Adults don’t like the adult themes of “Rent”


Earlier this season on 90210, West Beverly High School was staging a completely unrealistic production of Spring Awakening.

The point of this was to illustrate how current and edgy things are at West Beverly as compared with the Kansas high school from which our protagonists have just transferred. It’s clear why Spring Awakening was chosen: It has a rock score and a very strong teen appeal. The unrealistic elements, however, were that (a) active Broadway shows are generally not available to be licensed as high school productions, and (b) the show contains both a sexually active gay male couple and a very explicit simulated hetero sex scene that results in pregnancy. This would have been controversial, even at West Beverly High School.

Real-life high schools aren’t yet grappling with Spring Awakening, but they are struggling with the other sexually explicit rock musical fresh from a long run on Broadway: Rent.

Now Rent is not about sex, per se; it’s about life-defining decisions and relationships and personal growth, blah, blah, blah. But the characters include a gay male couple in which both partners have AIDS, an on-again/off-again lesbian couple, and a straight couple in which both partners have AIDS and both have a history of intravenous drug use. So, it’s not your average, family-friendly high school musical.

It is, however, a show that appeals to teenagers. In addition to the themes, it has a very adolescent earnestness and intensity. And it’s a show that some people want to see performed in order to open conversations about sexuality and drug use in high school. (For the record, there is a slightly sanitized “school edition” available for license to high schools. It tones down the language and eliminates the most sexually explicit song but, apparently, leaves the show pretty intact.)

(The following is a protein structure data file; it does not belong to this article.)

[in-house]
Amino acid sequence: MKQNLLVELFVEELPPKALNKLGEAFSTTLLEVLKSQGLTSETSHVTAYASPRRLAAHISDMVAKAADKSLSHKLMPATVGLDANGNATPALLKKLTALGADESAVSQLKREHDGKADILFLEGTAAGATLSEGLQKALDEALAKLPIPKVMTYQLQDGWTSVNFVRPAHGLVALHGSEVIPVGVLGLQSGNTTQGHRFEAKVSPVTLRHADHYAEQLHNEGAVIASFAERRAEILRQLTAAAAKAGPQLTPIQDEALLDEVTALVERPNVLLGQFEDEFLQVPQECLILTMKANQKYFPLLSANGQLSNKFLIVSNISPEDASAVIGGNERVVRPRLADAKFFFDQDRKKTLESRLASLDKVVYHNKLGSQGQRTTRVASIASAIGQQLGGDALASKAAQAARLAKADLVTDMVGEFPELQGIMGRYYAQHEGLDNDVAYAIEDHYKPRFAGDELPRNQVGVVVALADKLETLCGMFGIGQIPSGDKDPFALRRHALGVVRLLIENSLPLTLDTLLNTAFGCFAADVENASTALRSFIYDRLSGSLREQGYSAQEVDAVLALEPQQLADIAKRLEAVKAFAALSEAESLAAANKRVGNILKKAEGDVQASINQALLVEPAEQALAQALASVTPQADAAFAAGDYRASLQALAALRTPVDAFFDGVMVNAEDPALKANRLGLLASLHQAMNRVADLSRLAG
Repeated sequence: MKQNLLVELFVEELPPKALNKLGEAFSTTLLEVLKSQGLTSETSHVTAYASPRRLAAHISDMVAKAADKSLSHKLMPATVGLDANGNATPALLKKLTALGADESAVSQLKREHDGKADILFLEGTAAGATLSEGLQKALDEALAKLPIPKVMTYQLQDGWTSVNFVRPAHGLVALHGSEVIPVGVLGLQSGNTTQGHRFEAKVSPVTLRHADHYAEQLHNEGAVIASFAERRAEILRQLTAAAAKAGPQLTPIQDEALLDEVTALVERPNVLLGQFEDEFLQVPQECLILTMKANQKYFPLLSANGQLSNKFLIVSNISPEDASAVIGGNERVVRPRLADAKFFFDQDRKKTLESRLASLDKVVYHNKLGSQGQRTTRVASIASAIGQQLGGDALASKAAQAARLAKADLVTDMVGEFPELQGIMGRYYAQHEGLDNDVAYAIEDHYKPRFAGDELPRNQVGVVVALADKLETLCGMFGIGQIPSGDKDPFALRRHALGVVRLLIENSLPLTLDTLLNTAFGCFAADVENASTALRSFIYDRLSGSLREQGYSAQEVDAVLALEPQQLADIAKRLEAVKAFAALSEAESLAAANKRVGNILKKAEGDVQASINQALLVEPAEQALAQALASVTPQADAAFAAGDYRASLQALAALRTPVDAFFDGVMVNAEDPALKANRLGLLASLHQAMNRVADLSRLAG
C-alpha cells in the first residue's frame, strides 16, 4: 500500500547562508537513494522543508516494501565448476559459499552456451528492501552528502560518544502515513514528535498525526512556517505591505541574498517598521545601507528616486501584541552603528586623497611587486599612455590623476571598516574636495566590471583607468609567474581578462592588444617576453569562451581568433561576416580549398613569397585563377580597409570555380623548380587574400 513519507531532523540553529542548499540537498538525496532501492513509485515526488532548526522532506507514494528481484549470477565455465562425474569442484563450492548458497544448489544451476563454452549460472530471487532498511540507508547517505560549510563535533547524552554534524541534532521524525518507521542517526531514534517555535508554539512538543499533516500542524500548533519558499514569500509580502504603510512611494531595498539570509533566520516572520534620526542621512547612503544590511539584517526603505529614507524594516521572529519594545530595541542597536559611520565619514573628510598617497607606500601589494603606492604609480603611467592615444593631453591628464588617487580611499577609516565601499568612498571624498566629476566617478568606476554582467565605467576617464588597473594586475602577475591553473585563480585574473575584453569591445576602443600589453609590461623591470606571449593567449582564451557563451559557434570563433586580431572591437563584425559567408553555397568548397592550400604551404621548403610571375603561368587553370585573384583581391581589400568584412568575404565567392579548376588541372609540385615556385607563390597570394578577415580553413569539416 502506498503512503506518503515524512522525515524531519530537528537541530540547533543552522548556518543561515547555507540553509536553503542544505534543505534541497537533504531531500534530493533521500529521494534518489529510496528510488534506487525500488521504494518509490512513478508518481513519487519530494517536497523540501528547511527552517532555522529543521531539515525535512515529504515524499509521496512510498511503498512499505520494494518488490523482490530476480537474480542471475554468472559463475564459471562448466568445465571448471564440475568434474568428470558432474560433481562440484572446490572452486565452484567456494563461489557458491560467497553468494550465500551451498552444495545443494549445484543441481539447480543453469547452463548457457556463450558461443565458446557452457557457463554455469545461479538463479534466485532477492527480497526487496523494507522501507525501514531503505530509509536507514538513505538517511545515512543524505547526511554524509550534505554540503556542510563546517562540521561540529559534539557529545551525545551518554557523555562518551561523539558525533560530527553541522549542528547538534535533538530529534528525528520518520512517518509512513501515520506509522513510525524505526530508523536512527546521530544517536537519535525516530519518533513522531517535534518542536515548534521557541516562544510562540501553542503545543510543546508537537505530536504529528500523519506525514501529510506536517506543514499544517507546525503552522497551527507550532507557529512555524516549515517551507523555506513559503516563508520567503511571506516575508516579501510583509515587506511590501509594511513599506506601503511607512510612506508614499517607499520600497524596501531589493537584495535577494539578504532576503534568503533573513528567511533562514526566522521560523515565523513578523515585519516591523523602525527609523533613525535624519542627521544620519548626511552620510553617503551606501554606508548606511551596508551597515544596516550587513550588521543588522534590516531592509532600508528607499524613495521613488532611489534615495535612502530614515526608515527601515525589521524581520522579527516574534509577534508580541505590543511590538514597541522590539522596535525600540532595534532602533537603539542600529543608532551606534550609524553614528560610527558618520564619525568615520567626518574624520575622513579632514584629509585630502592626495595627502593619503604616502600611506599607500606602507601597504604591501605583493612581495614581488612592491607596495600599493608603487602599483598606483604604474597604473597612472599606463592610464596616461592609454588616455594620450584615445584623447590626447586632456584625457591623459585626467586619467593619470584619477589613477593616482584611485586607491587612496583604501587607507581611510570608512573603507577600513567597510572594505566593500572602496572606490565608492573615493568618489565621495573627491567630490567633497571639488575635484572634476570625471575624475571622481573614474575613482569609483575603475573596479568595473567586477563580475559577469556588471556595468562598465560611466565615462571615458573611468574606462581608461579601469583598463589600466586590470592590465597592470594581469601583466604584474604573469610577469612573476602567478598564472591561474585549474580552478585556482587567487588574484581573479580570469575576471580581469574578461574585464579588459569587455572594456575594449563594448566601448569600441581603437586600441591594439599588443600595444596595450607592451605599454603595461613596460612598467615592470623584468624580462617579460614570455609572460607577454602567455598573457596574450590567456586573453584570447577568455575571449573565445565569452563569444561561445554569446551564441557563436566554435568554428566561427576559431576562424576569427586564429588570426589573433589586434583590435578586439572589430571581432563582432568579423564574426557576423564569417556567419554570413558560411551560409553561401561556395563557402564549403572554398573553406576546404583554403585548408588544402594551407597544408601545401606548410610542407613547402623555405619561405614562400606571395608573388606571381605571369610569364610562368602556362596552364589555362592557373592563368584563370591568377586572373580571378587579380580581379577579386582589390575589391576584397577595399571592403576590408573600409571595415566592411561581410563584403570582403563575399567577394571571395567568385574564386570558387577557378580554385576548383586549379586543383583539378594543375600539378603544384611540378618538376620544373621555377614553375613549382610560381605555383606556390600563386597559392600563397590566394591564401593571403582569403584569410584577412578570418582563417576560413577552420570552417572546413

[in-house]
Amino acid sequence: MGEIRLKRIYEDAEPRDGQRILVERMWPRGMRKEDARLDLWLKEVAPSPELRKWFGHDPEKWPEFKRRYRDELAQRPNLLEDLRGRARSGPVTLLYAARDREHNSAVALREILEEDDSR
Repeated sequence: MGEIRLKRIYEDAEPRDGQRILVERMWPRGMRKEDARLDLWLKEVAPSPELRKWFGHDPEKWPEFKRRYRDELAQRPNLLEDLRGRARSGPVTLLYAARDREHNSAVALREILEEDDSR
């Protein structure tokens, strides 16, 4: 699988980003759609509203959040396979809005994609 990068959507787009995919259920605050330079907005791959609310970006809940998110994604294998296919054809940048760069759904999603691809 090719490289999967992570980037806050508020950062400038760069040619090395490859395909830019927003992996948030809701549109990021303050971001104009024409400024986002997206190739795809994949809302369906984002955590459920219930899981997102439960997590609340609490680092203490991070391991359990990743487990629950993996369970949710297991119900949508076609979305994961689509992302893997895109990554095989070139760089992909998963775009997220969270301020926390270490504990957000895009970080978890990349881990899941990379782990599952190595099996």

Not surprisingly, some schools and communities are panicking about the show. Productions have been canceled or left unfunded in Texas and West Virginia. And a proposed production in California has become a bit of a hot potato. The drama teacher at Corona del Mar High School chose the show specifically to challenge homophobia in the school. The principal allegedly objected because of how prostitution and homosexuality are depicted in the show. (For the record, there is no prostitution and there is lots of homosexuality.) The teacher initially backed down — proposing You’re a Good Man, Charlie Brown instead — but, with some community support, is now fighting back.

Tracie Thom and Idina Menzel play the lesbian couple in “Rent,” the film version

Ultimately, I hope the teacher prevails and the show goes on, as it must. I certainly love the idea of gay themes in high school musicals and I love that the queeny-drama kid in every school will get to perform in drag. But I’m mildly chagrined to admit that I’m old enough to understand why some teachers and parents might be uncomfortable watching kids in some of the pretty adult scenes in Rent. It may not simply be homophobia.

What do you think about high school productions of Rent or other adult-themed musicals?

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